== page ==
However, Tesla has benefited from other forms of U.S. government assistance According to a Los Angeles Times review, Tesla government assistance to the US exceeds $ 4.9 billion.
Tesla government support in California includes more than $ 220 million in sales and tax exemptions from the California Alternative Energy and Advanced Transportation Financing Authority, as well as zero emission vehicles and solar renewable energy credits granted by the state. The sale of these credential regulations has been a major factor in Tesla’s profitability over the past four quarters.
As CNBC and others report, the state of New York spent $ 959 million on a solar-panel factory in Buffalo, now run by Tesla, on a drive to bring in more than 1,000 at a high cost tech and manufacturing jobs in the state.
Tesla has not fulfilled its working obligations in New York to date. A filing this financial week revealed that Tesla has obtained a full year extension from the state to meet the head count requirement. Otherwise, Musk’s electric car and renewable energy adventure would have to pay $ 41 million to Empire State.
Tesla stock and sales
In the podcast, Musk also celebrates the fact that Tesla is now seen as a “legitimate” American and multinational automaker. As he became a top and underdog, Automotive News asked him what was going on with Tesla’s share price increase, reaching more than 240% this year, and whether Musk felt the need to manage the expectations of investors.
The CEO collapsed:
“It’s not like trying to massage the stock market or manage investor expectations. It’s just that. You know? At the end of the day, if you make good cars and the company is healthy and make good investors. products will be fun … If you make your customers’ products miserable then your investors will not be happy. “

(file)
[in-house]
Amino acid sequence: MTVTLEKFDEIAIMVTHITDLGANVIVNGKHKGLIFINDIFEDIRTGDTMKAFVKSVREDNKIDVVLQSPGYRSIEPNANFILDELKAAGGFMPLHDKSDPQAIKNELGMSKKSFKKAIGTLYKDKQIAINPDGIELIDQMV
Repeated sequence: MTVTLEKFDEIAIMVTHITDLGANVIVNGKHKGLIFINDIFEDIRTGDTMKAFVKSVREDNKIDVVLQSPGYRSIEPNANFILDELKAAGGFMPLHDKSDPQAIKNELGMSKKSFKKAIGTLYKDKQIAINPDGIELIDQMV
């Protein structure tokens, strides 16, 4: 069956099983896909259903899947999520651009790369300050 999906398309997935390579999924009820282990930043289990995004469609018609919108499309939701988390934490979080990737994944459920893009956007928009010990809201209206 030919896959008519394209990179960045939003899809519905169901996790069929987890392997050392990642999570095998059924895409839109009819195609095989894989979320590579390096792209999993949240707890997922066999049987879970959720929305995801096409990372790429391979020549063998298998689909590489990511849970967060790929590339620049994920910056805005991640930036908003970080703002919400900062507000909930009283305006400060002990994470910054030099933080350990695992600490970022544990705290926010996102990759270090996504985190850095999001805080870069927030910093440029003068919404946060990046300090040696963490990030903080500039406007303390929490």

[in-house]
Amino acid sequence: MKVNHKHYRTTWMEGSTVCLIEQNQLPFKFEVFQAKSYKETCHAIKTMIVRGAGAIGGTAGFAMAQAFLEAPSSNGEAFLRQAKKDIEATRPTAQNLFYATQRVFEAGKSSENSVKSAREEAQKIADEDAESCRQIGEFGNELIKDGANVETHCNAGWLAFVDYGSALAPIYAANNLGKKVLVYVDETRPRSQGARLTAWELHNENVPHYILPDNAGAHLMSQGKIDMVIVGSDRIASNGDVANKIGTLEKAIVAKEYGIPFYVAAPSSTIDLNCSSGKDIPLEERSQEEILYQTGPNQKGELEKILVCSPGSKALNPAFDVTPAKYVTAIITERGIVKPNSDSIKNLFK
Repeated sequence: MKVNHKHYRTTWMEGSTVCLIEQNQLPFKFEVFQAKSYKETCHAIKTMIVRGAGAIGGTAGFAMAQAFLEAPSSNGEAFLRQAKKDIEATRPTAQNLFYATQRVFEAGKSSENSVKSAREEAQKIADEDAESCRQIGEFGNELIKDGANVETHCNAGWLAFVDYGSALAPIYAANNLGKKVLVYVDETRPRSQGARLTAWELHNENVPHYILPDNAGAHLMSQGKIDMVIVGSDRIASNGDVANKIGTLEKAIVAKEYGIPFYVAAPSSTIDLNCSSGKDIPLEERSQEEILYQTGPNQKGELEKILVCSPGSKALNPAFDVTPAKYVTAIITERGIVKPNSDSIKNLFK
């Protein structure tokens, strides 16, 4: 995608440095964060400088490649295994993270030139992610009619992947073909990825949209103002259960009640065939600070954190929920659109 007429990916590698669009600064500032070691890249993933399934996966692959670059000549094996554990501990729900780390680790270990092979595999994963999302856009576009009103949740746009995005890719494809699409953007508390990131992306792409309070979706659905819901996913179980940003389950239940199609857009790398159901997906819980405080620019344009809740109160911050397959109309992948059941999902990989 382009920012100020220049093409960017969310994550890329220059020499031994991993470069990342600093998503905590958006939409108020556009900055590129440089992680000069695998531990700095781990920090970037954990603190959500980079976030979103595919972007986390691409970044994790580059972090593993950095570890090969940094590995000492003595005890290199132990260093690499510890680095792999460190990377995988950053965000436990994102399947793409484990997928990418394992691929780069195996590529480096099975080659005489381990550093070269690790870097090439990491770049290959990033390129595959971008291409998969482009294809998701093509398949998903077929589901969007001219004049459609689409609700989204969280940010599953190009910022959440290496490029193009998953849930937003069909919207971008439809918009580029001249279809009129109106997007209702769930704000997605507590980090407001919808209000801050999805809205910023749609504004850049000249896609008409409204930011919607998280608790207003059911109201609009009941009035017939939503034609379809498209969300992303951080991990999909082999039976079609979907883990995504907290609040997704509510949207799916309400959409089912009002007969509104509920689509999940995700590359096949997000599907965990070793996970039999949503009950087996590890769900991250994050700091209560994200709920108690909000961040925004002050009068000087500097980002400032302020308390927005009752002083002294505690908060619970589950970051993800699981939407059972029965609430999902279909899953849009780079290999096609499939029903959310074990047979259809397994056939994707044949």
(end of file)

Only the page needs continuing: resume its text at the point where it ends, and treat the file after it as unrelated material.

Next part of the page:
Elon Musk, chairman and chief executive officer of Tesla Motors, spoke in front of a Tesla Model S electric car on day two of the 2010 North American International Auto Show in Detroit, Michigan.
Bloomberg | Bloomberg | Photos of Getty
He also gave this advice to other entrepreneurs:
“My advice, you know, in corporate America or companies around the world is spending less time on marketing presentations and more time on your product. Honestly it should be as something taught in schools of business. Put that spreadsheet and PowerPoint presentation on and go and make your product better. “
He also predicted that online car sales, and the delivery of vehicles directly to consumers, rather than car sales through stores or traditional dealerships, would be more than a norm. , after Covid-19.
Tesla saw “strong orders through the entire pandemic,” Musk said. Tesla delivery declined about 5% for the second quarter of 2020. Due to the effects of Covid-19, most other automakers saw sales fall by more than 30% over the same period. The CEO concluded, “Having a traditional entrepreneurial situation I think seems unnecessary and I think is probably only fueled by that pandemic.”
Tesla shares closed 3.8% on Friday, but have been spectacularly running this year despite global coronavirus outbreaks and the start of a recession.